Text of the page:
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Noon Edition

Gustav's Birthday Bash


As we celebrate Gustav Maher's birthday this week, We look at how his music and life influenced the course of music history and the style of many composers. Browse our playlist of musical highlights in Mahler's life and those who knew his music.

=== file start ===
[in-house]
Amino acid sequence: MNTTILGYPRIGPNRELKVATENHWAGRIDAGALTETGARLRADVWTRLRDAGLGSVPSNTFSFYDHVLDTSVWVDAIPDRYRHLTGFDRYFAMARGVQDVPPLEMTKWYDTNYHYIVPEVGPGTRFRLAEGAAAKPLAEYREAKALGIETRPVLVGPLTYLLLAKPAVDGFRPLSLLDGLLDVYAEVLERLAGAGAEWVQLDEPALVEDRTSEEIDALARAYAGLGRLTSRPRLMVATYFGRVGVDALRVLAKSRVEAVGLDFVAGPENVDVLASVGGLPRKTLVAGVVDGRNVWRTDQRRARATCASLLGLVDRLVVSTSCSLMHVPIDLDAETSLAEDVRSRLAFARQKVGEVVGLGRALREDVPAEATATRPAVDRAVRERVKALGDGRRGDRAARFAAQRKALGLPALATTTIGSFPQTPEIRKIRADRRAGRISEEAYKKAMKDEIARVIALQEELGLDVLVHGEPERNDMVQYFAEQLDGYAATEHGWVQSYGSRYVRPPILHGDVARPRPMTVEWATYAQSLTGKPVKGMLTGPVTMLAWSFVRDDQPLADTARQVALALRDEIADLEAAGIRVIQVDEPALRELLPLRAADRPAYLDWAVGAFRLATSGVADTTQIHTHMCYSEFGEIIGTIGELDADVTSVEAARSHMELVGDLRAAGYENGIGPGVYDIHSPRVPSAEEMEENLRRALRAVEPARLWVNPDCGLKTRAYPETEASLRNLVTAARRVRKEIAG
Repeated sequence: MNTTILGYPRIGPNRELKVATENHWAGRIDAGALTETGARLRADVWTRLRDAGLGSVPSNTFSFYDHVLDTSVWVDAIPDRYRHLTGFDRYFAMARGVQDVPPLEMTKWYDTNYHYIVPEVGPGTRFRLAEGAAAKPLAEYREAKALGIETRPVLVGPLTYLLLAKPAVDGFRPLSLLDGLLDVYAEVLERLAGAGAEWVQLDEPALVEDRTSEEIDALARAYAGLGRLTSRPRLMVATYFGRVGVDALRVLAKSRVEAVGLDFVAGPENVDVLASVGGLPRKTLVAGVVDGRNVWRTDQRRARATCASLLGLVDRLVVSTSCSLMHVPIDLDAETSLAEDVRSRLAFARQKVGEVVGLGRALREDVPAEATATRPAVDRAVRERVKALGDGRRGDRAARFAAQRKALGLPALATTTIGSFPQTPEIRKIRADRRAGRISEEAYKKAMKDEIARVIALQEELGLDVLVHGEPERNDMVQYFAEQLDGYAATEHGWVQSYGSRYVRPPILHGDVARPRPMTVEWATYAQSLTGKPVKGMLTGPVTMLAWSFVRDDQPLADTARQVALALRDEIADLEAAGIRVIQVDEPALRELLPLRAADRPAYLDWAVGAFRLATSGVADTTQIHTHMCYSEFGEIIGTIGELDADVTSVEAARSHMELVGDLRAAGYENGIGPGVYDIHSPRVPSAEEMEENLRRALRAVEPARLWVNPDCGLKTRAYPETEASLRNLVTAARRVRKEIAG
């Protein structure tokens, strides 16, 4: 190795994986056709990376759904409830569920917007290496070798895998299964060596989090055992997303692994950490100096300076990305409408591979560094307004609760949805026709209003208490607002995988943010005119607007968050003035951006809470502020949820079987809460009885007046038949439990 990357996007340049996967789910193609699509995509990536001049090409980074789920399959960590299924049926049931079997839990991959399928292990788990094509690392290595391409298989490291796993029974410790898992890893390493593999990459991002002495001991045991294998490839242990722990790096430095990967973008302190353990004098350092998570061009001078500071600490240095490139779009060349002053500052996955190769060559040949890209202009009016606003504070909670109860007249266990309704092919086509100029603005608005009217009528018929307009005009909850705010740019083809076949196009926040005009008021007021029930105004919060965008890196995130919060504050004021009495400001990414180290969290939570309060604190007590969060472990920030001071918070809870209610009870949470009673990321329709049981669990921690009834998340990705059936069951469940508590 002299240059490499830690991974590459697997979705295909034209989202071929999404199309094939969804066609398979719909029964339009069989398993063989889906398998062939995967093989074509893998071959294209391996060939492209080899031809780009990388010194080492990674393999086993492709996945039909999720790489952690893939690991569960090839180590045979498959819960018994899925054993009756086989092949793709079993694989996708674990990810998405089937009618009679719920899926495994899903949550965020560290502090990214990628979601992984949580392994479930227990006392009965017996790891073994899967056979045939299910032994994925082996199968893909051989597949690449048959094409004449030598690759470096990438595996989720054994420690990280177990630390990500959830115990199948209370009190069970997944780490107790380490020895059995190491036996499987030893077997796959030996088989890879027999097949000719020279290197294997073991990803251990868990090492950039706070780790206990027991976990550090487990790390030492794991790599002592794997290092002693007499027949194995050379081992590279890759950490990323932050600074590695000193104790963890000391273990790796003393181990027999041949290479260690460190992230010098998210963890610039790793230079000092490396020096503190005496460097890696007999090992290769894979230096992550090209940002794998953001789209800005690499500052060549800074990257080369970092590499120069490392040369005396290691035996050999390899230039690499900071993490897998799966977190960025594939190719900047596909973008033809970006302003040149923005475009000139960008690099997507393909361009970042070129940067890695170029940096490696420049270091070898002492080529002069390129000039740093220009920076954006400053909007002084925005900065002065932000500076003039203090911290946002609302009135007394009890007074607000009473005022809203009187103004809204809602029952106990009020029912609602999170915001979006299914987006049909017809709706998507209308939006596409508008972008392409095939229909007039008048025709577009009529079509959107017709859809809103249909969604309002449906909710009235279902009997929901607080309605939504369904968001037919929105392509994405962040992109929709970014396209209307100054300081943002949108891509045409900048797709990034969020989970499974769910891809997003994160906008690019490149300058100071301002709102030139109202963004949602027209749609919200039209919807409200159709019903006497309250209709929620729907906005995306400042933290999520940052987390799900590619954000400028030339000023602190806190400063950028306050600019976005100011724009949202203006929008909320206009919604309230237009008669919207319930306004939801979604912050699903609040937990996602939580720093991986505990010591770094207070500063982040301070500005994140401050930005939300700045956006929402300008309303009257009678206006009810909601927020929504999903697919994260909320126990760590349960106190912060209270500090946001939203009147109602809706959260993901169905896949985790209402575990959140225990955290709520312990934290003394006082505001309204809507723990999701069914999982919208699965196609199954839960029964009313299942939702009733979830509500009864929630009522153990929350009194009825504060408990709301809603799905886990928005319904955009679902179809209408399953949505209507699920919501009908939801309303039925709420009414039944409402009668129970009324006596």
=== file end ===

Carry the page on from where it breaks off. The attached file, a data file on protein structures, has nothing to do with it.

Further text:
Ludwig van Beethoven (1770-1827) Symphony No. 9 in d, Op. 125 Gustav Mahler feared the “curse” of composer’s deaths after their ninth symphony, and is credited by some historians as even creating the superstition, which began with Beethoven’s death after writing this symphony. After completing his eighth symphony in 1907, Mahler turned to a collection of Chinese poetry as an inspiration for his next work, Das Lied von der Erde [The Song of the Earth]. He considered his next work, now known as his ninth symphony, to actually be his tenth symphony. In avoiding the curse, he was just buying time—he only completed one movement of what was to be his actual tenth symphony before he died. About this curse, Schoenberg wrote, “It seems that the ninth is a limit. He who wants to go beyond it must pass away. It seems as if something might be imparted to us in the Tenth which we ought not yet to know, for which we are not ready. Those who have written a Ninth stood too close to the hereafter.”